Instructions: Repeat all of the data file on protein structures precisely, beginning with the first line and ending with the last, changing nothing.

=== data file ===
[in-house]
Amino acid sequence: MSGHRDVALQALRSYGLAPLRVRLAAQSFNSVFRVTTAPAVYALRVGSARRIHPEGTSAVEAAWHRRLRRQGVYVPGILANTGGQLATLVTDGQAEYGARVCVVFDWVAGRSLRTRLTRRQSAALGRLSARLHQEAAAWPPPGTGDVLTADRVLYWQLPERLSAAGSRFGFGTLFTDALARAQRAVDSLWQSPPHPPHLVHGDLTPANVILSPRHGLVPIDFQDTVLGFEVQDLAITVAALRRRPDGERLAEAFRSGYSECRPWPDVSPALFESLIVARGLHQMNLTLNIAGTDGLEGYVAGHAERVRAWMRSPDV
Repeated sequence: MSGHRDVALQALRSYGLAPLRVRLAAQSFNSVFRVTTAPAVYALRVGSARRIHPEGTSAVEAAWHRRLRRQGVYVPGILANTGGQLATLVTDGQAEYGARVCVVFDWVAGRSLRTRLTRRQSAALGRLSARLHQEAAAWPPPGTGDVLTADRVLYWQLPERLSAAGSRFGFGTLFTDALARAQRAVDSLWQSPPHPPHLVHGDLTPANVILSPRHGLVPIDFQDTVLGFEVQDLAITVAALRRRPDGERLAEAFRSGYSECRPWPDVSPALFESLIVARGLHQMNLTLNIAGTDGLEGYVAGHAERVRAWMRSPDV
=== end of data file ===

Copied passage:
[in-house]
Amino acid sequence: MSGHRDVALQALRSYGLAPLRVRLAAQSFNSVFRVTTAPAVYALRVGSARRIHPEGTSAVEAAWHRRLRRQGVYVPGILANTGGQLATLVTDGQAEYGARVCVVFDWVAGRSLRTRLTRRQSAALGRLSARLHQEAAAWPPPGTGDVLTADRVLYWQLPERLSAAGSRFGFGTLFTDALARAQRAVDSLWQSPPHPPHLVHGDLTPANVILSPRHGLVPIDFQDTVLGFEVQDLAITVAALRRRPDGERLAEAFRSGYSECRPWPDVSPALFESLIVARGLHQMNLTLNIAGTDGLEGYVAGHAERVRAWMRSPDV
Repeated sequence: MSGHRDVALQALRSYGLAPLRVRLAAQSFNSVFRVTTAPAVYALRVGSARRIHPEGTSAVEAAWHRRLRRQGVYVPGILANTGGQLATLVTDGQAEYGARVCVVFDWVAGRSLRTRLTRRQSAALGRLSARLHQEAAAWPPPGTGDVLTADRVLYWQLPERLSAAGSRFGFGTLFTDALARAQRAVDSLWQSPPHPPHLVHGDLTPANVILSPRHGLVPIDFQDTVLGFEVQDLAITVAALRRRPDGERLAEAFRSGYSECRPWPDVSPALFESLIVARGLHQMNLTLNIAGTDGLEGYVAGHAERVRAWMRSPDV